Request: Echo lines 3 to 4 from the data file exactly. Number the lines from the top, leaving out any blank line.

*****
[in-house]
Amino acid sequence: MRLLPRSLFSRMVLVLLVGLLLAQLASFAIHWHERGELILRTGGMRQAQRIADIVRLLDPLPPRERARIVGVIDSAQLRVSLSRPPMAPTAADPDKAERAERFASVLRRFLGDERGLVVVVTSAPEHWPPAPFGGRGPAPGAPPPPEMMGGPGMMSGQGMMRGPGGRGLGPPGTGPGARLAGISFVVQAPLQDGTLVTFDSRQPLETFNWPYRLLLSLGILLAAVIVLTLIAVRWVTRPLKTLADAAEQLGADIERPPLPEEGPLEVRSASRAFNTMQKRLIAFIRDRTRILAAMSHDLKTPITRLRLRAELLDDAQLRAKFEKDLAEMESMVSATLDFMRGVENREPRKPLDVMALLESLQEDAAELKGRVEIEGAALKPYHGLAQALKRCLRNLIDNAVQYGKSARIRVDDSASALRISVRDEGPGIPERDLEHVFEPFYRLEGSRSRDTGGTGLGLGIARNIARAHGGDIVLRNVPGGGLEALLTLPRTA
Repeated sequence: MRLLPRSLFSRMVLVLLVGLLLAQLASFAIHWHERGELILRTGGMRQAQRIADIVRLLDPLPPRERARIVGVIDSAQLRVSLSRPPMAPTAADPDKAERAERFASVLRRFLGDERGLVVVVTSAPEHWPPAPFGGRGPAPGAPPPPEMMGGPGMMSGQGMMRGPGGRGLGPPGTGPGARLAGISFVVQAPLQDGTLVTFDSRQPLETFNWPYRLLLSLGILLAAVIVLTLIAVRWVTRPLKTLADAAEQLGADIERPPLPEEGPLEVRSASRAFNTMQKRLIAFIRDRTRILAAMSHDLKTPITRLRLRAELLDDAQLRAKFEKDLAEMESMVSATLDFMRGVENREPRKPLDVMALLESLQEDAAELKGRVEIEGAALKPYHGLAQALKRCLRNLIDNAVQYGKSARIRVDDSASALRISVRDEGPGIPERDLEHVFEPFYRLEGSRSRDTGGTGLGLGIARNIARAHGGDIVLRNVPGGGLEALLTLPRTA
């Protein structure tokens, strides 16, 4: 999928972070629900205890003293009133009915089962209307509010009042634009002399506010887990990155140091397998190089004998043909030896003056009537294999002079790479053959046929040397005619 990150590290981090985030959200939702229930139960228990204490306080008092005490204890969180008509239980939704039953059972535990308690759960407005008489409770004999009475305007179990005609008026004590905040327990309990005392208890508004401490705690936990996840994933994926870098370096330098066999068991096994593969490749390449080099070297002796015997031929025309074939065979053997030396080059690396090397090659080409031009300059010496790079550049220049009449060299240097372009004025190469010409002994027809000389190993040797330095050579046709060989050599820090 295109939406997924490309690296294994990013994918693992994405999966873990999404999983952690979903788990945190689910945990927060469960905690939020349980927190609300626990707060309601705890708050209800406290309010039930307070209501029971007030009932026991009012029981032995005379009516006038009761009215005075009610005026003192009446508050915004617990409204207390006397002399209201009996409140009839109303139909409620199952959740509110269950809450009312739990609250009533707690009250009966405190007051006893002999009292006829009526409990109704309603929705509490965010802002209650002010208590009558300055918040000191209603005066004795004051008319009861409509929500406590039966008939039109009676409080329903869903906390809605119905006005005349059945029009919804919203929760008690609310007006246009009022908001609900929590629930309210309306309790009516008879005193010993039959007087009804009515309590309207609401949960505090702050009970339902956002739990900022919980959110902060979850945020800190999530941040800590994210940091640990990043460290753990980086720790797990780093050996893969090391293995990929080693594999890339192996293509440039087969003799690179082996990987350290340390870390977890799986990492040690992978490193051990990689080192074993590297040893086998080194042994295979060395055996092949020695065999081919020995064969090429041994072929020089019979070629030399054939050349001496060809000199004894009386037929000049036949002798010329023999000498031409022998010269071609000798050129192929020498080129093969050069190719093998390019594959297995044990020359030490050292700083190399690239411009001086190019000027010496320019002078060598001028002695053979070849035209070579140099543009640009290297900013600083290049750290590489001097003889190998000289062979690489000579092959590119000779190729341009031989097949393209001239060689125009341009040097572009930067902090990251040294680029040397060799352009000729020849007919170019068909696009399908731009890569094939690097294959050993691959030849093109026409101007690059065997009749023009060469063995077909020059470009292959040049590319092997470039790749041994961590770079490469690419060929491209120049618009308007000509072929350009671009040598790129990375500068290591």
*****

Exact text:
Repeated sequence: MRLLPRSLFSRMVLVLLVGLLLAQLASFAIHWHERGELILRTGGMRQAQRIADIVRLLDPLPPRERARIVGVIDSAQLRVSLSRPPMAPTAADPDKAERAERFASVLRRFLGDERGLVVVVTSAPEHWPPAPFGGRGPAPGAPPPPEMMGGPGMMSGQGMMRGPGGRGLGPPGTGPGARLAGISFVVQAPLQDGTLVTFDSRQPLETFNWPYRLLLSLGILLAAVIVLTLIAVRWVTRPLKTLADAAEQLGADIERPPLPEEGPLEVRSASRAFNTMQKRLIAFIRDRTRILAAMSHDLKTPITRLRLRAELLDDAQLRAKFEKDLAEMESMVSATLDFMRGVENREPRKPLDVMALLESLQEDAAELKGRVEIEGAALKPYHGLAQALKRCLRNLIDNAVQYGKSARIRVDDSASALRISVRDEGPGIPERDLEHVFEPFYRLEGSRSRDTGGTGLGLGIARNIARAHGGDIVLRNVPGGGLEALLTLPRTA
């Protein structure tokens, strides 16, 4: 999928972070629900205890003293009133009915089962209307509010009042634009002399506010887990990155140091397998190089004998043909030896003056009537294999002079790479053959046929040397005619 990150590290981090985030959200939702229930139960228990204490306080008092005490204890969180008509239980939704039953059972535990308690759960407005008489409770004999009475305007179990005609008026004590905040327990309990005392208890508004401490705690936990996840994933994926870098370096330098066999068991096994593969490749390449080099070297002796015997031929025309074939065979053997030396080059690396090397090659080409031009300059010496790079550049220049009449060299240097372009004025190469010409002994027809000389190993040797330095050579046709060989050599820090 295109939406997924490309690296294994990013994918693992994405999966873990999404999983952690979903788990945190689910945990927060469960905690939020349980927190609300626990707060309601705890708050209800406290309010039930307070209501029971007030009932026991009012029981032995005379009516006038009761009215005075009610005026003192009446508050915004617990409204207390006397002399209201009996409140009839109303139909409620199952959740509110269950809450009312739990609250009533707690009250009966405190007051006893002999009292006829009526409990109704309603929705509490965010802002209650002010208590009558300055918040000191209603005066004795004051008319009861409509929500406590039966008939039109009676409080329903869903906390809605119905006005005349059945029009919804919203929760008690609310007006246009009022908001609900929590629930309210309306309790009516008879005193010993039959007087009804009515309590309207609401949960505090702050009970339902956002739990900022919980959110902060979850945020800190999530941040800590994210940091640990990043460290753990980086720790797990780093050996893969090391293995990929080693594999890339192996293509440039087969003799690179082996990987350290340390870390977890799986990492040690992978490193051990990689080192074993590297040893086998080194042994295979060395055996092949020695065999081919020995064969090429041994072929020089019979070629030399054939050349001496060809000199004894009386037929000049036949002798010329023999000498031409022998010269071609000798050129192929020498080129093969050069190719093998390019594959297995044990020359030490050292700083190399690239411009001086190019000027010496320019002078060598001028002695053979070849035209070579140099543009640009290297900013600083290049750290590489001097003889190998000289062979690489000579092959590119000779190729341009031989097949393209001239060689125009341009040097572009930067902090990251040294680029040397060799352009000729020849007919170019068909696009399908731009890569094939690097294959050993691959030849093109026409101007690059065997009749023009060469063995077909020059470009292959040049590319092997470039790749041994961590770079490469690419060929491209120049618009308007000509072929350009671009040598790129990375500068290591």